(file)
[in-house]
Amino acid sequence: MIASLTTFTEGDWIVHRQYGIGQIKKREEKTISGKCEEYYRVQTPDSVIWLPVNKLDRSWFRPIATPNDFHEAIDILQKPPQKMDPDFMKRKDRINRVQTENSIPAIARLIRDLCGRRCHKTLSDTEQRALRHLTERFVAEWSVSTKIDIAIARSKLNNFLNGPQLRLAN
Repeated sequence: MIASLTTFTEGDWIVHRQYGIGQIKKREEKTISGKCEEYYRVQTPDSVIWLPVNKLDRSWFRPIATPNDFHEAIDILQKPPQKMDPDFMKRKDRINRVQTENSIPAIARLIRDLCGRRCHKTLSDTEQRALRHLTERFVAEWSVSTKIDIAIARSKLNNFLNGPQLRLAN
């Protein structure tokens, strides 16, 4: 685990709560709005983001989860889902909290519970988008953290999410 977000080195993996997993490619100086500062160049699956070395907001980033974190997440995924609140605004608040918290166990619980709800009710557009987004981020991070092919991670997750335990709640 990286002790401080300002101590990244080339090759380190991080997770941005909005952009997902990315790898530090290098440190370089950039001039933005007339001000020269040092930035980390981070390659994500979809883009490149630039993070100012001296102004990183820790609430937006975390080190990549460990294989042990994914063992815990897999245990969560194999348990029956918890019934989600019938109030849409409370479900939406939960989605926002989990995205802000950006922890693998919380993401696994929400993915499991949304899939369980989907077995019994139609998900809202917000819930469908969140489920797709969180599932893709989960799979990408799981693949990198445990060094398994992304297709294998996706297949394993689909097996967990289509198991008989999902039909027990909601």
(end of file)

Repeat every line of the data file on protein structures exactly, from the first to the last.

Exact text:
[in-house]
Amino acid sequence: MIASLTTFTEGDWIVHRQYGIGQIKKREEKTISGKCEEYYRVQTPDSVIWLPVNKLDRSWFRPIATPNDFHEAIDILQKPPQKMDPDFMKRKDRINRVQTENSIPAIARLIRDLCGRRCHKTLSDTEQRALRHLTERFVAEWSVSTKIDIAIARSKLNNFLNGPQLRLAN
Repeated sequence: MIASLTTFTEGDWIVHRQYGIGQIKKREEKTISGKCEEYYRVQTPDSVIWLPVNKLDRSWFRPIATPNDFHEAIDILQKPPQKMDPDFMKRKDRINRVQTENSIPAIARLIRDLCGRRCHKTLSDTEQRALRHLTERFVAEWSVSTKIDIAIARSKLNNFLNGPQLRLAN
């Protein structure tokens, strides 16, 4: 685990709560709005983001989860889902909290519970988008953290999410 977000080195993996997993490619100086500062160049699956070395907001980033974190997440995924609140605004608040918290166990619980709800009710557009987004981020991070092919991670997750335990709640 990286002790401080300002101590990244080339090759380190991080997770941005909005952009997902990315790898530090290098440190370089950039001039933005007339001000020269040092930035980390981070390659994500979809883009490149630039993070100012001296102004990183820790609430937006975390080190990549460990294989042990994914063992815990897999245990969560194999348990029956918890019934989600019938109030849409409370479900939406939960989605926002989990995205802000950006922890693998919380993401696994929400993915499991949304899939369980989907077995019994139609998900809202917000819930469908969140489920797709969180599932893709989960799979990408799981693949990198445990060094398994992304297709294998996706297949394993689909097996967990289509198991008989999902039909027990909601």